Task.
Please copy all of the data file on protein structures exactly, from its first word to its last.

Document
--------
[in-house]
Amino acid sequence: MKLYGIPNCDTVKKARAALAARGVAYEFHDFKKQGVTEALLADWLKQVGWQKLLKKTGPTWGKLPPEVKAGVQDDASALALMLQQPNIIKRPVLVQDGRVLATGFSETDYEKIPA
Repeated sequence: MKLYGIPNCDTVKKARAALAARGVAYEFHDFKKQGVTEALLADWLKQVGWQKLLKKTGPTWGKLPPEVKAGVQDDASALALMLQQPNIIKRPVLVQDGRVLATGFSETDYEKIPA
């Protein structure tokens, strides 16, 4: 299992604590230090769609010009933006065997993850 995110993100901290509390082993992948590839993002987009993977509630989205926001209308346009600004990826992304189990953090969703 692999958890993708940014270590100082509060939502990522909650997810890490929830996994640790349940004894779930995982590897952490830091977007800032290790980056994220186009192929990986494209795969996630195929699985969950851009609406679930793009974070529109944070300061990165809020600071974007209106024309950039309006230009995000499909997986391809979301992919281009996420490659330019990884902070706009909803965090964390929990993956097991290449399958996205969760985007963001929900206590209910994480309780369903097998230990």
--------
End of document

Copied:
[in-house]
Amino acid sequence: MKLYGIPNCDTVKKARAALAARGVAYEFHDFKKQGVTEALLADWLKQVGWQKLLKKTGPTWGKLPPEVKAGVQDDASALALMLQQPNIIKRPVLVQDGRVLATGFSETDYEKIPA
Repeated sequence: MKLYGIPNCDTVKKARAALAARGVAYEFHDFKKQGVTEALLADWLKQVGWQKLLKKTGPTWGKLPPEVKAGVQDDASALALMLQQPNIIKRPVLVQDGRVLATGFSETDYEKIPA
């Protein structure tokens, strides 16, 4: 299992604590230090769609010009933006065997993850 995110993100901290509390082993992948590839993002987009993977509630989205926001209308346009600004990826992304189990953090969703 692999958890993708940014270590100082509060939502990522909650997810890490929830996994640790349940004894779930995982590897952490830091977007800032290790980056994220186009192929990986494209795969996630195929699985969950851009609406679930793009974070529109944070300061990165809020600071974007209106024309950039309006230009995000499909997986391809979301992919281009996420490659330019990884902070706009909803965090964390929990993956097991290449399958996205969760985007963001929900206590209910994480309780369903097998230990």